Credit Corp: Stepping up the USA

About the author:

Scott Murdoch
Author name:
By Scott Murdoch
Job title:
Senior Analyst
Date posted:
05 November 2021, 8:30 AM
Sectors Covered:
Diversified Financials, Professional Services

  • Credit Corp's (ASX:CCP) 1Q22 shows the group is on track for growth in FY22 (+8% at the top-end of guidance), and on-track in executing on the material USA opportunity.
  • Guidance was maintained, with PDL purchasing guidance tightened to the top-end.
  • CCP has secured A$210m of PDLs for FY22, with A$150m in the USA. Achieving (and sustaining) ~A$200m USA PDLs provides a visible growth path.
  • Add rating maintained. The group’s earnings capacity is significantly higher based on its well established USA business. CCP’s balance sheet strength (~A$100m by FY22-end) provides acquisition upside.

1Q22 – solid start to the year

PDL collections: Group 1Q22 collections were down 3% on the pcp and up 20% on 1Q20. The pcp benefitted significantly from Covid-related government stimulus. 1Q22 ANZ collections of A$93m were down -7% on pcp and up 11% on 1Q20.

US collections of A$37m were up 6% on pcp and +48% on 1Q20 (constant currency). Collections efficiency improved on the pcp (+7.6% to A$323 collections per hour), being driven by lower collections headcount in the USA (headcount flat in AUS and down 8% in USA). CCP stated the operational capacity was recovering with a return to ‘normal’ labour markets in the USA. Total headcount was slightly up (+1.5%) on 4Q21, driven primarily by increasing in Lending FTE (up 16%).

PDL Purchasing: A$210m of PDLs has been contracted to-date (vs A$220-240m guidance). Composition is ~A$55m ANZ and ~A$155m USA. Supply conditions remain very weak in ANZ, with recovery pushed out by recent lockdowns.

We estimate ~A$100m of purchasing is required in FY22 to sustain ANZ PDL earnings (which looks difficult at this stage) and ~A$130m required for FY23. We expect ANZ supply to improve, but achieving the required volumes poses a small headwind into FY23.

Lending: The gross book was down ~6.5% (from June-21) to A$172m (A$153m pcp), impacted by a seasonally quiet period and Covid lockdowns. CCP noted that volumes have experienced solid recovery post lockdowns ending, with Oct-21 volumes back to 94% of pre-Covid levels (having hit a low of 84% in Aug-21).

New products for the longer term

CCP has three new product developments in pilot. Auto Lending was relaunched in 4Q21 and has hit record monthly volumes (although we note is still very early / subscale). CCP has commenced a US Consumer Lending pilot which has potential given the depth of the market, but we expect CCP to take a cautious approach to developing the product.

CCP has also launched a BNPL product which we see as more of a ‘customer acquisition’ strategy rather than a serious contender in the segment at this point.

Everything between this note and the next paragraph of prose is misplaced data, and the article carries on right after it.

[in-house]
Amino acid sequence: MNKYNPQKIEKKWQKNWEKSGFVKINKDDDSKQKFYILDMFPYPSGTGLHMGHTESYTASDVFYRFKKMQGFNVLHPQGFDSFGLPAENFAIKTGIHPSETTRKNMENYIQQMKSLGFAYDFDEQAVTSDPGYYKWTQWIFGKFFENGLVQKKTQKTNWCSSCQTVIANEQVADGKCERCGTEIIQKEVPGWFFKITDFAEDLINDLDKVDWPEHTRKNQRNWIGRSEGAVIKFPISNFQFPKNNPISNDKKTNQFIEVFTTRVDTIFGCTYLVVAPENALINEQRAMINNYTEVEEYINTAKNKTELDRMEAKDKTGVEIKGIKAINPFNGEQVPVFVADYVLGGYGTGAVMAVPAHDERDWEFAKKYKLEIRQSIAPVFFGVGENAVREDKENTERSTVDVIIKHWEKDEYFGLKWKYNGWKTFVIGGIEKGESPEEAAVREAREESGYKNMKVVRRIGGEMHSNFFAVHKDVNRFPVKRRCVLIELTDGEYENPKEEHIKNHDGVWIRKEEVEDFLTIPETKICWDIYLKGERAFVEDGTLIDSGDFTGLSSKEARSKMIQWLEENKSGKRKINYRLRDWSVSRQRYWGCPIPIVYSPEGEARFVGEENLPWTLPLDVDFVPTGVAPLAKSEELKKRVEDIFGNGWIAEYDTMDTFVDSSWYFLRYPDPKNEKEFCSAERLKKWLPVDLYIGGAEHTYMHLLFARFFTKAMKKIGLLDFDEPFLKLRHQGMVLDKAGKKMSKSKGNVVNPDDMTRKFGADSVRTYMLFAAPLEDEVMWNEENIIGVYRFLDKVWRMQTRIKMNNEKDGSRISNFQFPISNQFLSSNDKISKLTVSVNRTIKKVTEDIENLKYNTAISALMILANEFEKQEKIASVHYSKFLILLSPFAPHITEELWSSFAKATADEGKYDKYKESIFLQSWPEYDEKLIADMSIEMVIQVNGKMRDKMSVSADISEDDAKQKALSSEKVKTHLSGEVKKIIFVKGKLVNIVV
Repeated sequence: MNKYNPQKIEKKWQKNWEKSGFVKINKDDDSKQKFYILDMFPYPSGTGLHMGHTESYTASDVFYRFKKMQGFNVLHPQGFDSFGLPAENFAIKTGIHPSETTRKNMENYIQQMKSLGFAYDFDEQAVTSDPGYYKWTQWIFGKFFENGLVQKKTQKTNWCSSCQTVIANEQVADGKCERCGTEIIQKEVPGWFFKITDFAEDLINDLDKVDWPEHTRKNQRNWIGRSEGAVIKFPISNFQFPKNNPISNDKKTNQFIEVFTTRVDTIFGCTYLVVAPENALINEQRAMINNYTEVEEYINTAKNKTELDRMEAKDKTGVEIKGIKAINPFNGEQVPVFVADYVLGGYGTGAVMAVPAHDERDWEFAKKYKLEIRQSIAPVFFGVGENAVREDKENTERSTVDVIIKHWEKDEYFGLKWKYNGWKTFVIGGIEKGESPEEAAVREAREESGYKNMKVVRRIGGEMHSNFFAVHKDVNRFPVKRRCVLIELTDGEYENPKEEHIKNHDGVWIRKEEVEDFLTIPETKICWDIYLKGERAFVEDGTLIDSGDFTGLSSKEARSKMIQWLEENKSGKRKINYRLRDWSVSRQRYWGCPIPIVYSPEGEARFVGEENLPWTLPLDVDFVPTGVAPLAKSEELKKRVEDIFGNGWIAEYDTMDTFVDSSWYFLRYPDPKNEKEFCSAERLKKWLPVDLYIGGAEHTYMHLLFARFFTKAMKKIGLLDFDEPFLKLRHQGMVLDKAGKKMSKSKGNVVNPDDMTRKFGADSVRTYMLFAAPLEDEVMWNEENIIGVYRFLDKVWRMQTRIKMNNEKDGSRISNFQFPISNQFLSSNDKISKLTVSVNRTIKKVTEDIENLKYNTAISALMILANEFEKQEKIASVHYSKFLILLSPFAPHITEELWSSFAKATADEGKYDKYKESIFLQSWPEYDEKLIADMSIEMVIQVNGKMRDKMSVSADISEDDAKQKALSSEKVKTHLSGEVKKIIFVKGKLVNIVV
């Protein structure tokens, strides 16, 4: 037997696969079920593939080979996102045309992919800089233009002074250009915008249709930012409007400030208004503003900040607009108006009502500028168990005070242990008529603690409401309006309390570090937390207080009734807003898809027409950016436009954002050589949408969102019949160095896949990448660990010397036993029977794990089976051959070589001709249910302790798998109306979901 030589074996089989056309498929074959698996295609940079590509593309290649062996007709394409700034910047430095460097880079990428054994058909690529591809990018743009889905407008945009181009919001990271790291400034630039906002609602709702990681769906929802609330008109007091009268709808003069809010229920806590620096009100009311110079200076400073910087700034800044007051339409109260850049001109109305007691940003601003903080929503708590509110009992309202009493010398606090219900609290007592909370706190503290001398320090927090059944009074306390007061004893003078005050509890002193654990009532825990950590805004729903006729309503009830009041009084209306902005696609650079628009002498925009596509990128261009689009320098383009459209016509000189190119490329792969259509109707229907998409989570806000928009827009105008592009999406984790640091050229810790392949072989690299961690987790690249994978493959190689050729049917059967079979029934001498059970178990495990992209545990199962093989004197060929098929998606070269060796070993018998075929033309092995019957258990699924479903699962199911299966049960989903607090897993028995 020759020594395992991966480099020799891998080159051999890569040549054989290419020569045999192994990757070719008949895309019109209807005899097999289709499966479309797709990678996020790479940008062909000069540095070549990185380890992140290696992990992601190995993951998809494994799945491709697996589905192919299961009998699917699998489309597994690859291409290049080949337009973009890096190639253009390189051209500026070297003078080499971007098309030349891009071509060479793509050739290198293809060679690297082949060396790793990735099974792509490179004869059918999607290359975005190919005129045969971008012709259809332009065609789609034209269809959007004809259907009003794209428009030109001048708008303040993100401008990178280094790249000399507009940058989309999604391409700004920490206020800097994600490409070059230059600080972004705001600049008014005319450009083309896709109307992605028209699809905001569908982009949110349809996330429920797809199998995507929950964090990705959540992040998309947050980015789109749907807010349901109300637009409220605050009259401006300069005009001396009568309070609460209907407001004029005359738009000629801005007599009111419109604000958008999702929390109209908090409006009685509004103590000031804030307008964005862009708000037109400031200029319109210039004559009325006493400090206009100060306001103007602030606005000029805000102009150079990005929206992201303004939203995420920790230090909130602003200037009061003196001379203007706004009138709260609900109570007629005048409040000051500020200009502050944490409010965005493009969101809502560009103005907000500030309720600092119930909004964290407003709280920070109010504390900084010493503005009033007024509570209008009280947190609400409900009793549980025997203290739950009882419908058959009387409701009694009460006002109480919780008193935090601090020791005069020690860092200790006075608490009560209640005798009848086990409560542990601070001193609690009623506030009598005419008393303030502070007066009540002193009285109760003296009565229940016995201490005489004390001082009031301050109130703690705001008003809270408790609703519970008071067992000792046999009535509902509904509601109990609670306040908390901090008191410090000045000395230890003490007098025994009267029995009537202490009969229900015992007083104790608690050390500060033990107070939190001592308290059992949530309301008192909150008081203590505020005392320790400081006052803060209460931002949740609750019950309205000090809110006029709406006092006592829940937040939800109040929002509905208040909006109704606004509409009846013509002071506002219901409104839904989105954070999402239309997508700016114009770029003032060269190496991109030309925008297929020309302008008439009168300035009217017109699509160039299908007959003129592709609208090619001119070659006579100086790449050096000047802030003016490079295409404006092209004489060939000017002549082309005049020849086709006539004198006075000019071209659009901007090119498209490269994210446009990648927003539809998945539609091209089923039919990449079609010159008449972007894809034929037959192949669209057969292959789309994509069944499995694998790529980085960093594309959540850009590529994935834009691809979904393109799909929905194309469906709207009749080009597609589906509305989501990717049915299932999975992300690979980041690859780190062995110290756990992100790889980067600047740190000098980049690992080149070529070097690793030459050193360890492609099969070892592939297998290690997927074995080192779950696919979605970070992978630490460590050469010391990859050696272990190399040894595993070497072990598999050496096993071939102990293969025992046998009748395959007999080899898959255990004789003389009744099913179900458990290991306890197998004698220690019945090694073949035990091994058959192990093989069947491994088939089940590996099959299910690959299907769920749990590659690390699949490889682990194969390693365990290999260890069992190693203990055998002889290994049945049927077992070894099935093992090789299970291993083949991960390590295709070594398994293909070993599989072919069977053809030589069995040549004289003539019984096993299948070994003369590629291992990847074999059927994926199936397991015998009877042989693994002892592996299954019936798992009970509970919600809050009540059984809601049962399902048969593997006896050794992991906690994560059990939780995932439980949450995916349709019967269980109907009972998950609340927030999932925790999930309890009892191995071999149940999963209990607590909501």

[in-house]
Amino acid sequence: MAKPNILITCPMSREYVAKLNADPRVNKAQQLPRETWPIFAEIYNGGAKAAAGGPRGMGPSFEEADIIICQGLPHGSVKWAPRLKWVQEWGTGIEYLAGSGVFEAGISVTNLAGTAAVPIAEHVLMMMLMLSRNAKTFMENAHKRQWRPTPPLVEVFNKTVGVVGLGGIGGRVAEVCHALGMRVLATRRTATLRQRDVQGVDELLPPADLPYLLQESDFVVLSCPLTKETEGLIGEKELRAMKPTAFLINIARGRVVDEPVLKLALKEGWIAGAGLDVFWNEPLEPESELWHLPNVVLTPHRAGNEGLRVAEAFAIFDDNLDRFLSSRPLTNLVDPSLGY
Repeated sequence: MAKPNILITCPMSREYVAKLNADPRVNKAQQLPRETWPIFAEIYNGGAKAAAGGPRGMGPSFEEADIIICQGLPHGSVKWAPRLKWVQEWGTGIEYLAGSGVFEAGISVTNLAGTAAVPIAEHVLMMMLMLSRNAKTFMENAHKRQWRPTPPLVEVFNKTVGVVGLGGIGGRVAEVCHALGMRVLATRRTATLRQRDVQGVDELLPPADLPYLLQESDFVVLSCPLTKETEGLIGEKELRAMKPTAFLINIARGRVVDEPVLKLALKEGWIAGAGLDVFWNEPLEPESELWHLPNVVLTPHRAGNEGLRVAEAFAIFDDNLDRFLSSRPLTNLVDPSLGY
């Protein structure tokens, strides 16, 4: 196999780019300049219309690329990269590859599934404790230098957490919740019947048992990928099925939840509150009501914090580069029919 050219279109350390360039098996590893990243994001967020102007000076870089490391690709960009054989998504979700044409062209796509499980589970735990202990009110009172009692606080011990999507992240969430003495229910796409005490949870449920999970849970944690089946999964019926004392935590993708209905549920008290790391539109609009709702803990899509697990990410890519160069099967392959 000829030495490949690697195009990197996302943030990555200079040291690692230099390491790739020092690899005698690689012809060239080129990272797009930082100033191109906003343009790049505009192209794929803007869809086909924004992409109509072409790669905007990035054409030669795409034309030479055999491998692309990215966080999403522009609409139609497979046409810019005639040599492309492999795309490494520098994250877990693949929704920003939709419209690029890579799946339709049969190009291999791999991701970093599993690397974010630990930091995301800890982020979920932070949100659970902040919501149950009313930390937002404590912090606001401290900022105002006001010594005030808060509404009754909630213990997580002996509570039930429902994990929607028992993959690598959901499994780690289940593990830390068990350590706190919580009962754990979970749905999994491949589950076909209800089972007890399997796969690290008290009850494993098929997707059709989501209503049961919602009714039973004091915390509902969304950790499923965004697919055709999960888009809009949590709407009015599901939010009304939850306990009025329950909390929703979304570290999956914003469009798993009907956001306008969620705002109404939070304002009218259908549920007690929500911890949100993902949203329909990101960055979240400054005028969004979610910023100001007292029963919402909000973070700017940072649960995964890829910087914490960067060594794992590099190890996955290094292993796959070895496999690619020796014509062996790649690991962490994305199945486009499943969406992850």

Guidance maintained; no forecast changes

CCP maintained all guidance metrics, with PDL purchasing tightened to the top-end of the range. We make immaterial changes to forecasts.

CCP’s NPAT guidance of A$85-95m is wide, with our forecast sitting marginally ahead of the top-end. We expect CCP is on track to deliver at/around the top-end of guidance, but we do not expect any material outperformance of this level (in the absence of any acquisitions).

Add maintained; USA opportunity provides visible growth

Add rating maintained. We view CCP as having a visible medium-term growth profile: we expect AUS PDL supply to improve over FY23 (with the potential for larger transactions / an acquisition to assist); we expect CCP to capitalise on the market share opportunity in the USA; and a rebound in consumer lending.

CCP’s balance sheet position provides upside risk to near-term (FY23) earnings.

Price catalysts

Capital deployment via large inventory purchase; USA PDLs or acquisitions.


Extended Covid-related lockdowns, causing debt sale/collection moratoriums.

Structural industry change impacting supply; reputational risks; regulatory risks.

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Solid top-line outcome: BAP’s 1Q22 revenue was flat on the pcp, an extremely resilient result given the extent of lockdowns in the period (~70% of stores impacted) and the strength of the pcp (cycling 27% growth). Composition comprised: Trade +2%; NZ -10%; Retail -12%; and Specialist Wholesale +7%. Overall, BAP stated that non-lockdown areas are outperforming expectations. ▪ 1Q22 trade & retail: Trade/Burson revenue was up +2% on the pcp (LFL sales - 1%; cycling 8% pcp); NZ/BNT revenue was down -10% (LFL sales -15%; cycling +4%); and Retail/Autobarn revenue was down -12% (LFL sales -16%; cycling +36%). Within the Retail segment, online sales were +80% on the pcp. Stores percentages impacted by lockdown were: Trade 70%; NZ 100%; and Retail 50%. ▪ Specialist segment results: Specialist wholesale revenue is up 7% on pcp, with Auto electrical/Truckline divisions ‘performing strongly’; and WANO underperforming. ▪ GM pressure expected to be temporary: BAP stated GM was stable across Wholesale and NZ (45% of FY21 revenue); and down ~50bps Trade and Retail (~55% of FY21 revenue), driven by promotional and online pricing in lockdown areas (we assume no margin pressure witnessed in non-lockdown areas). BAP expect margins to revert once lockdowns ease. ▪ The cost base has increased vs pcp, a function of duplicated DC costs (commencement of new VIC DC), and higher group and team member support (covid related) costs. BAP noted FY22 store rollouts and refurbs are on track.

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